Thomas was More than Just a Doubter

“But he said to them, ‘Unless I see in his hands the mark of the nails, and place my finger into the mark of the nails, and place my hand into his side, I will never believe’” (John 20:25).

It is no wonder that Thomas is infamously labeled “Doubting Thomas” by much of the church. Thomas is very little attested to in the literature of the Bible with the exception of John’s gospel. However, to simply label Thomas a doubter is neither fair to him, nor does it take into full account the Scriptural teaching regarding him. In this blog, I hope to provide a more clear picture of Thomas and show that Scripture portrays him as a loyal pessimist, a seeker of truth, and a bold confessor. 

Thomas: A Loyal Pessimist (John 11:16)

At the end of John chapter 10, Jesus and the disciples had fled across the Jordan because the leaders in Jerusalem had sought to have them arrested. John 11 opens with Jesus receiving the message from Mary and Martha that their brother and Jesus’ friend Lazarus of Bethany had fallen ill (v. 1-3).  After waiting a few days so that “the Son of God may be glorified” (v. 4), Jesus informs the disciples that they are going to leave for Judea to heal Lazarus.  In v. 8 the disciples are perplexed why Jesus would want to head back towards Jerusalem where they were just trying to “stone him.” In v. 9 and 10 Jesus issues implicit assurance to the disciples, and in the next few verses explains to them that Lazarus is not merely ill, but is now dead and that now they will go to him (v. 11-15).  “So Thomas, called the twin, said to his fellow disciples, ‘Let us also go, that we may die with him (John 11:16).

“Doubting” Thomas reflects no doubt in this statement. Rather, he displays devotion, loyalty and courage, however, it is seasoned with quite the pessimistic attitude (“go and die with him”). Though both loyalty and pessimism are shown in Thomas’ statement, his loyalty clearly outweighs his pessimism. These men had just escaped with their lives in Jerusalem and now they are asked to head back that direction, it is hard to blame them for being somewhat pessimistic. However, Thomas’ pessimism reflects misunderstanding more than anything, he clearly did not comprehend the assurance given by Jesus in verses 9-10.  Thomas’ loyalty is undoubtedly expressed here. In light of his pessimism, and in light of the very possible danger they are going to be walking into, Thomas says, “Let us also go with him…” His statement of loyalty expresses much more than he even realized.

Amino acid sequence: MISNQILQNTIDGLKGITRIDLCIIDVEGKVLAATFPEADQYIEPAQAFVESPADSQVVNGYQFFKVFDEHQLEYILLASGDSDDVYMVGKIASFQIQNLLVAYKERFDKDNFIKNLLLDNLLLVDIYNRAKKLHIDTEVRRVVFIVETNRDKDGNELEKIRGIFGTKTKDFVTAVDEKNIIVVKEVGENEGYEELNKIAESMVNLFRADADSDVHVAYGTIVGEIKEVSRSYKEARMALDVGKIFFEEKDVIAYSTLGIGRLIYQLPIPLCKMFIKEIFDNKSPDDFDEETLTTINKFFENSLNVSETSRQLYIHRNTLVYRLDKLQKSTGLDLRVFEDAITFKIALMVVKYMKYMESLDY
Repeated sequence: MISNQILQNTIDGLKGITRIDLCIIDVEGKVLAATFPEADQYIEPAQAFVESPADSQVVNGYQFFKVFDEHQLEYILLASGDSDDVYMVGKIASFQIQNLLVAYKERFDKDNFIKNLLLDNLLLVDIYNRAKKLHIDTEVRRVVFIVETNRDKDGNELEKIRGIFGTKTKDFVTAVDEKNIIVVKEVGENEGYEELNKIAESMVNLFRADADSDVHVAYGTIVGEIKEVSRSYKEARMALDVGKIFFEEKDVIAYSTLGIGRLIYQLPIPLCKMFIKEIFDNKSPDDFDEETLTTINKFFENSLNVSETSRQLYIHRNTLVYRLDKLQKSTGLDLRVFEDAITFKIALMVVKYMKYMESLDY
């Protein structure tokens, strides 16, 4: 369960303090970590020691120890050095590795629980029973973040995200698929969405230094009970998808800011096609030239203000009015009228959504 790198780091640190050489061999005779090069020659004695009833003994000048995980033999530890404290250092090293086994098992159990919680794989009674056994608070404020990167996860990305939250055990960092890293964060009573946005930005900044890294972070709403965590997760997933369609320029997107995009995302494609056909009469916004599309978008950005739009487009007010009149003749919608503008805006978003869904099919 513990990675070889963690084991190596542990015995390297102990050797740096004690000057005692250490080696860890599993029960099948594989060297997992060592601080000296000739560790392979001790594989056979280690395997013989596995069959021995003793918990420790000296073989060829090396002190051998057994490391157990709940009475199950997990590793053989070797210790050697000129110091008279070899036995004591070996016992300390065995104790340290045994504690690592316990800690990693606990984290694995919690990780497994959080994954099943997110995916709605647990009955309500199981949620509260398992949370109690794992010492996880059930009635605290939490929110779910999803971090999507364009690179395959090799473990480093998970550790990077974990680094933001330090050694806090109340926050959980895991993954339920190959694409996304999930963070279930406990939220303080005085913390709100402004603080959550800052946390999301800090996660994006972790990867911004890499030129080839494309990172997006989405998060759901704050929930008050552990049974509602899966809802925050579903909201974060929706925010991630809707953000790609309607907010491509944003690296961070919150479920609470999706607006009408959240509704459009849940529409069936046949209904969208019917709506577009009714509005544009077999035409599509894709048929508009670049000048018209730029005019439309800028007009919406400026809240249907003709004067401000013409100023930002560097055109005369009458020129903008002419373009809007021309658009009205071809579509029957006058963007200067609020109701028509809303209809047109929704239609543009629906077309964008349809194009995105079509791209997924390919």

Thomas like many others in the gospel of John spoke better than he knew.  For Jesus this journey would be for death, but one that would mean life for the World.  The church that arises from the death and resurrection of Christ is called to make the journey like its Lord, and to bear its cross and reveal thereby, the life that conquers death (Mark 8:34).  Thomas’ words would become a clarion call to would-be disciples to take up their cross and follow Jesus. However, Thomas statement does not only provide the type of loyalty any follower of Jesus should show, but it also serves as the platform by which Jesus will make a very important revelation about himself. Upon Thomas’ loyal but pessimistic statement to follow and die with Jesus, it is revealed to the reader that instead of following Jesus to death, Thomas is actually following Jesus to life. Jesus said, “I am the Resurrection and the Life” (John 11:25). 

Thomas: A Seeker of Truth (John 14:5)

The second time John fleshes out Thomas comes in the 14th chapter of his gospel account. The beginning of John 14 is structured very similarly to that of John 11. Jesus opens up the chapter by teaching the disciples to believe in him (v.1), and then gives them an assurance by revealing that his departure is for the disciples’ benefit. He is going to “prepare a place for them” in the Father’s house, and he will come again and take them with him (V.2-3). Jesus then assures his disciples that they “know the way” to the Father’s house (v.4). Upon hearing this Thomas asks Jesus, “Lord, we do not know where you are going. How can we know the way” (v.5). Thomas here voices the incomprehension of the rest of the group with his question, and genuinely seeks to know this truth.

Here again Thomas, though courageous and loyal, is found once more misapprehending Christ’s teaching, specifically that of the Father’s House (v. 2-3). Thomas’ courage is shown in that it is clear that the disciples have not understood Jesus’ teaching, yet he is the one who asks “the dumb question.”  Thomas was honestly seeking the answer to the truth of where the Father’s house was, but he had interpreted it in the most natural way possible. Thomas truly seeks to find his way to the Father’s house, but what he wants is an unambiguous destination, a route to take him directly there.